Bridge Ward without. St. Georges Benefactions. 18

Bridge Ward without. St. Georges Benefactions.

Which Men I doubt not but our God,     
who seeth all things, shall find
True in dispensing of the same,     
according to his Mind.
Ye Poor, thank Christ for Savage still,     
extol God's Name with Praise,
That he to follow his good Act,     
in time may many raise.
Anno Domini 1588.]

The Persons of later Times interred in S. George's, with Monuments and Grave stones, (or in former Times, but omitted) are these whose Names follow:

Later Monuments.

J. S.

In the Chancel. A Monument erected at the only Charge of Thomas Lenthal, second Son of Sir John Lenthal of this Parish, Kt. in Memory of his dear Brothers and Sisters, and others of his Kindred here interred, An. Dom. 1643.

Captain Robert Morris, Citizen and Skinner of London, died 1675. The Monument erected An. 1702. by the last Will of Margaret Morris his Widow.

William Smith, Citizen and Skinner of London, 1678. within the Rails of the Communion-Table.

Sub hoc Lapide inhumatur corpus Johannis Jones, 1600.

Etheldred Reynel, Daughter and sole Heir to Sir Edward Peacock of Finchly, Kt. Wife to Sir Reynel, Kt. Marshal of the King's-Bench, 1618.

Modest, humble, godly, wise,
Pity ever in her Eyes,
Patience ever in her Breast;
Great in Good, in Evil least,     
A loving Wife, a Mother dear,     
Such she was who now lies here.

William Hobson, D.D. Parson of this Parish, together with the adjacent Bones of Lancelot his Father, Augustin his Unkle, Robert his Brother, William and Bosvile his Sons. The said Dr. William died 1668.

South Wall.

Morgan Dereham. 1665.

Captain Thomas Wenburne, Citizen and Skinner of London, 1685/6.

Tho. Hudson, Justice of Peace and Coram.

In the Body of the Church.

Domina Elizabetha conjunx Domini Gulielmi Drumond, Baronis de Cromlix, &
Generalis militum Præfecti in Scotia, &c. Ob. apud Tunbridge, 10. Aug. 1679.

On the same Stone:

Domina Margareta [dictæ] Dominæ Elizabethæ filia, & conjunx Domini Thomæ Hay Baronis de Balhouse in Regno Scotia, &c. 1696.

Thomas Russel, Norfolciensis. 1676.

North Ile.

Henry Rook, 1699. And Katharine Rook his Daughter, 1695.

Ellen Wright, Wife of Daniel Wright, 1665.



With their several Gifts bestowed on this Parish, as they are set down in a Table in this Church, are as follow:

1588.James Savage gave out of the Bridgehouse
near the Kings Bench, to be yearly distributed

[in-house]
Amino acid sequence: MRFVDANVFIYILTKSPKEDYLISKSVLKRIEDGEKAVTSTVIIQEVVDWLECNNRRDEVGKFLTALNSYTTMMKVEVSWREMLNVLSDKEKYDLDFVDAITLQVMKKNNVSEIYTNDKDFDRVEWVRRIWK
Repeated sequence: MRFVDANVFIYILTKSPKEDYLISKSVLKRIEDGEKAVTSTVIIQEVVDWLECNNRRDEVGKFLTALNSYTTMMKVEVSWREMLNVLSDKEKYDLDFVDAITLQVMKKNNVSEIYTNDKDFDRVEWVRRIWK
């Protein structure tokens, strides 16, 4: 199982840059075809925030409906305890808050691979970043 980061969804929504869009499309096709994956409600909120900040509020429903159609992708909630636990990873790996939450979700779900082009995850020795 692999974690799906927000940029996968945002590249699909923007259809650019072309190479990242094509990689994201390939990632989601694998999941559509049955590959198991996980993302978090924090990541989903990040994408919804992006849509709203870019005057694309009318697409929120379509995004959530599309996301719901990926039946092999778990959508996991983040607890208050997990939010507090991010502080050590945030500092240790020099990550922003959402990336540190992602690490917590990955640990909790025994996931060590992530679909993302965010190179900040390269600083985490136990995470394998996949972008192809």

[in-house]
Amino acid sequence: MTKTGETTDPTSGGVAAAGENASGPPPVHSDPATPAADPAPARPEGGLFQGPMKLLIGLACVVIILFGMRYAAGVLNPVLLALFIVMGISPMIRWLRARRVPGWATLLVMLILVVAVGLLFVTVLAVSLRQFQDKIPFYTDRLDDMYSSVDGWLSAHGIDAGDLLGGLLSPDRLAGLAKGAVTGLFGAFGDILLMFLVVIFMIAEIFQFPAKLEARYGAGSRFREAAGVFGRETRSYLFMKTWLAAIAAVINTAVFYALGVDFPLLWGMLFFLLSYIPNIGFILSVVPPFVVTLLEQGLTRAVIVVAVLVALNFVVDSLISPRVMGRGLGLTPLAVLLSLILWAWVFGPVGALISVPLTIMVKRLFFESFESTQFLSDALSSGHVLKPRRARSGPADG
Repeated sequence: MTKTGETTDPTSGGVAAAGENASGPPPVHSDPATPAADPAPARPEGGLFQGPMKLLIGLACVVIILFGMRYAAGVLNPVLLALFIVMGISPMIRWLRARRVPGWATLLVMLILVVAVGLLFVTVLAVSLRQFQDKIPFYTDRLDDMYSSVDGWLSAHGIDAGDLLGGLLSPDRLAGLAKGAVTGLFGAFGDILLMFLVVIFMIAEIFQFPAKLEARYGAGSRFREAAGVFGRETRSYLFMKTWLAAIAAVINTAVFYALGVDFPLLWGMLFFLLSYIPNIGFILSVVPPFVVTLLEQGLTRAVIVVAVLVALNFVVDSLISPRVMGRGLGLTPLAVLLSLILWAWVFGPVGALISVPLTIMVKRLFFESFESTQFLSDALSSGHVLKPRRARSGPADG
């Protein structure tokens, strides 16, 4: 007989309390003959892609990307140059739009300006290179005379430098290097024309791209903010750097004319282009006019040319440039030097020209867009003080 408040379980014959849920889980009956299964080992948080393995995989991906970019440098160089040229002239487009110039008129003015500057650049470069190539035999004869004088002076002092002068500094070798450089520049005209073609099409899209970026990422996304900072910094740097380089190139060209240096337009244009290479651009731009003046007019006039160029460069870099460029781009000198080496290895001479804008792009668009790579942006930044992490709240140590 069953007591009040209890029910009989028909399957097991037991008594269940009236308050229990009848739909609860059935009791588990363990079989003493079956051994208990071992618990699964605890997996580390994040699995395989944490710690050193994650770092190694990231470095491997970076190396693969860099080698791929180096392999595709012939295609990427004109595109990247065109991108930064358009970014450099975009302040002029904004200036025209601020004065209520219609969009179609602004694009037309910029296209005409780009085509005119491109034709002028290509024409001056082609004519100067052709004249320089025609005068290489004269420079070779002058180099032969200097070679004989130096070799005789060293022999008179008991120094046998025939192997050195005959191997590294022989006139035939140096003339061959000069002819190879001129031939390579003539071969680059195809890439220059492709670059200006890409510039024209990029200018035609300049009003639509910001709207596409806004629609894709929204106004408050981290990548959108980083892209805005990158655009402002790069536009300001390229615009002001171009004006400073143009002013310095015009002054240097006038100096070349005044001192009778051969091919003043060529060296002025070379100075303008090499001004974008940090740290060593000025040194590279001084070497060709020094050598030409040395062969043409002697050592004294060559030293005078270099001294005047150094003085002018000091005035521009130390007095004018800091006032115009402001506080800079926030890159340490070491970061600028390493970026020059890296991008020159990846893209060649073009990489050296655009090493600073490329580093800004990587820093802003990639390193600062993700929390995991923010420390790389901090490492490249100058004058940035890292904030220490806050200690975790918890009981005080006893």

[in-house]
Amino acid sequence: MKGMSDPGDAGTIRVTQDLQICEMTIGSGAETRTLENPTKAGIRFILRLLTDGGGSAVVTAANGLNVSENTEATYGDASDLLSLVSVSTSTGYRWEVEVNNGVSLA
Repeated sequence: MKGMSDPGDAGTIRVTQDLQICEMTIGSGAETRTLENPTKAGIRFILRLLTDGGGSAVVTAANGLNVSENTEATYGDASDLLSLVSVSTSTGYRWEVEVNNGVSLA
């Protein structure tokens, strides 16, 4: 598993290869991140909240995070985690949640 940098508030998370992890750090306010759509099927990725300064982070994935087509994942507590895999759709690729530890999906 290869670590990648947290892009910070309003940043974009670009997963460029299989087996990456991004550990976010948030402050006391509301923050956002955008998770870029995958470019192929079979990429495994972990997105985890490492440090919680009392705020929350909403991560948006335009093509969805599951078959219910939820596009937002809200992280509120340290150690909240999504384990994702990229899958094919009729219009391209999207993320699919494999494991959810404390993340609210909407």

for ever
1590.William Evance gave out of his Robin Hood
Rents in Blackman Street, in Bread yearly for
1622.Sir William Cowper gave an House in Pright Alley in Tower Street.
1630.And an House in Bishopsgate Stret for ever960
1625.J. Simon gave out of Lands in Tilbury in
Essex, for ever,
1626.Purchased in the Parish the Spread Eagle
and three Houses adjoining, by the Parish-
oners and others, for ever,
1626.Henry Smith gave out of the Manour of
Beahill in Sussex, for ever, per ann.
1627.William Brooks, Yeoman, gave out of thir-
teen Cottages, one Messuage and Garden in
White Street, for ever, per ann.
1633.Sir John Fenner gave, to buy Bibles and other
Uses, out of two Farms, Truedoves and
Goodales, in Suffolk,
1635.Humfrey Williams gave eight Tenements,
(the same now, eleven) -- Acres of Land,
in Kent Street, for ever,
1645.Edward Martin gave out of his Farm at
Low Layton in Essex, to buy Bibles yearly for
1648.William Brook gave out of Blew Boar Rents,
in White Street, yearly, for ever,
1679.Tho. Grayson gave out of the old Birdeage
yearly, for ever,
 Robert Shaw settled a burying Place, and an
Acre of Land, whereon a House is since built,
for ever,
 In Consideration of some Privileges granted him by the Parish.
1672.Edmund Dudson, Esq; gave out of two Te-
nements in Lower Tooting, 12d. each Friday
in Bread, for ever,]


Then is the White Lion (a Goal) so called, for that the same was a common Hostery for the receipt of Travellers by that Sign. This House was first used as a Gaol within this * threescore Years last; since the which time the Prisoners were once removed thence to a House in Newtown, where they remained for a short time, and were returned back again to the aforesaid White Lion, there to remain, as the appointed Gaol for the County of Surrey.

White Lion a Gaol for Surrey.

*Forty Years.

First Edit.

Next, is the Goal or Prison of the Kings-Bench, but of what Antiquity the same is, I know not. For I have read, that the Courts of the Kings Bench and Chancery, have oft times been removed from London to other Places, and so hath likewise the Goals that serve those Courts; as in the Year 1304. Edward thd First commanded the Courts of the Kings Bench and the Exchequer, which had remained seven Years at York, to be removed to their old Places at London. And in the Year 1387, the eleventh of Richard the Second, Robert Trisilian, Chief Justice, came to the City of Coventry, and there sate by the space of a Month, as Justice of the Kings Benches, and caused to be indited in that Court, about the number of 2000 Persons of that Country, &c.

Kings Bench.

H. Knighton.

It seemeth therefore, that for that time, the Prison or Gaol of that Court was not far off. Also, in the Year 1392, the sixteenth of the same Richard, the Archbishop of York being Lord Chancellor, for good Will that he bare to his City, caused the Kings Bench and Chancery to be removed from London to York. But o're long they were returned to London.

The Prisoners in this Prison of the Kings Bench were formerly not only restrained of their Liberty, but were further punished by reason of the straitness of room: there being more a great many about the middle of Queen Elizabeth's Reign committed there than before, as well for Debt, Trespass, as other Causes. By reason of which streightning and pestering one another, great Annoyances and Inconveniences grew among the Prisoners, that occasioned the Death of many. So that within six

The Petition of the Prisoners of the Queens Bench to the Lords, for more room.

J. S.